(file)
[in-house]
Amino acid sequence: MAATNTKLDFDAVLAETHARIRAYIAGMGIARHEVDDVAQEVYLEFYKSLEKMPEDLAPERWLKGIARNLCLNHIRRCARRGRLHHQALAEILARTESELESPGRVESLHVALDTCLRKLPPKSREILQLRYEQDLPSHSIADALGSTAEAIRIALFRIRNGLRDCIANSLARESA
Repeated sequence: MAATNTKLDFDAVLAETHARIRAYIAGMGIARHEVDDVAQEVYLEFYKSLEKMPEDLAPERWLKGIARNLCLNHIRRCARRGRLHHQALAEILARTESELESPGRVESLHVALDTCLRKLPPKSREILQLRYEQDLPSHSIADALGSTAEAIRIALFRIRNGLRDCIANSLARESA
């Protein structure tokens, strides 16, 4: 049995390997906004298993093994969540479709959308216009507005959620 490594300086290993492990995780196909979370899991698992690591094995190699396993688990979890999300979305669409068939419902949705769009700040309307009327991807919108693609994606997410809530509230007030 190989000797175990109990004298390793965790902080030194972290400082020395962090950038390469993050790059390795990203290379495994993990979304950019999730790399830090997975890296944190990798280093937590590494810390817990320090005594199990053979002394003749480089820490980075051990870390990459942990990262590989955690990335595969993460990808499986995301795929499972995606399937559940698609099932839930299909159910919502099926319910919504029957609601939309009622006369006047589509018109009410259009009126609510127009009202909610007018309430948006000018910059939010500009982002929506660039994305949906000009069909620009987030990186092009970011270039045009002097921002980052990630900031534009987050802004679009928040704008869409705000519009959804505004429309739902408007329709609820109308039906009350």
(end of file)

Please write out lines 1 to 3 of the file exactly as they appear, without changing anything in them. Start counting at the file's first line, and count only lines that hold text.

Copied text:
[in-house]
Amino acid sequence: MAATNTKLDFDAVLAETHARIRAYIAGMGIARHEVDDVAQEVYLEFYKSLEKMPEDLAPERWLKGIARNLCLNHIRRCARRGRLHHQALAEILARTESELESPGRVESLHVALDTCLRKLPPKSREILQLRYEQDLPSHSIADALGSTAEAIRIALFRIRNGLRDCIANSLARESA
Repeated sequence: MAATNTKLDFDAVLAETHARIRAYIAGMGIARHEVDDVAQEVYLEFYKSLEKMPEDLAPERWLKGIARNLCLNHIRRCARRGRLHHQALAEILARTESELESPGRVESLHVALDTCLRKLPPKSREILQLRYEQDLPSHSIADALGSTAEAIRIALFRIRNGLRDCIANSLARESA